Gloria Vanderbilt’s Unique Manhattan Apartment Is Listed for $1.125 Million

·2 min read

“Decorating is autobiography,” said Gloria Vanderbilt, the late designer, artist, and heiress whose Manhattan apartment has just been listed for sale. The home is an artifact of her keen appreciation for art and home decor and as such has largely been kept the same as it was upon her death in 2019 at the age of 95.

The building, located on Midtown East’s Beekman Place, was constructed in 1931 and was Vanderbilt’s home from 1997 to the time of her death. Her son, the CNN journalist Anderson Cooper, insisted to the New York Times that this long occupancy is a testament to her love for the place — in his childhood their family moved every four years as she’d often grow restless and want to find somewhere new.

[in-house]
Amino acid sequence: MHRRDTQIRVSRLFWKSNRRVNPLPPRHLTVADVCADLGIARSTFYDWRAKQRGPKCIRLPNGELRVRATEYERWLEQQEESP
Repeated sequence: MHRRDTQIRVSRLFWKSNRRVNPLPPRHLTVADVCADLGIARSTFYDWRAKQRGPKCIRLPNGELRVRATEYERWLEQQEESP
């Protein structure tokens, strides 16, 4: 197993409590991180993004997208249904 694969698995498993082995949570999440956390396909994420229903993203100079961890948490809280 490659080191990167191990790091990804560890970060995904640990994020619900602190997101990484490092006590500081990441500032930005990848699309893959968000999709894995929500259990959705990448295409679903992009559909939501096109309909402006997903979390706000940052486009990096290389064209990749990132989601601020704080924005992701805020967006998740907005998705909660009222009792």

An explosion of bright pink greets guests in the entryway.
An explosion of bright pink greets guests in the entryway.
Photo: Anastassios Mentis/Brown Harris Stevens

“It’s a constant laboratory for her,” said Wendy Goodman, friend of the multi-hyphenate and author of The World of Gloria Vanderbilt, “She’s always repainting and redecorating. It’s like a tonic for her.” The space has numerous unique design elements that would only be found in a former residence of Gloria Vanderbilt, all of which are visible in the listing photos Take, for instance, the mirrored walls, the unique light fixtures, or the mantel she hand-painted with a quote paraphrased from Albert Einstein: “The distance between past, present and future is only an illusion, however persistent.”

The socialite's former living room.
The socialite's former living room.
Photo: Anastassios Mentis/Brown Harris Stevens
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The 3 bedroom 2.5 bathroom residence has been listed for $1.125 million by Ileen G. Schoenfeld and Aracely Moran of Brown Harris Stevens. The apartment has beautiful high ceilings with tasteful beams throughout, ample closet space, and natural light, though the unit has not been renovated since Vanderbilt’s arrival in 1997 and is in need of some updates. The ground floor space she used as a studio is also being considered for sale.

Originally Appeared on Architectural Digest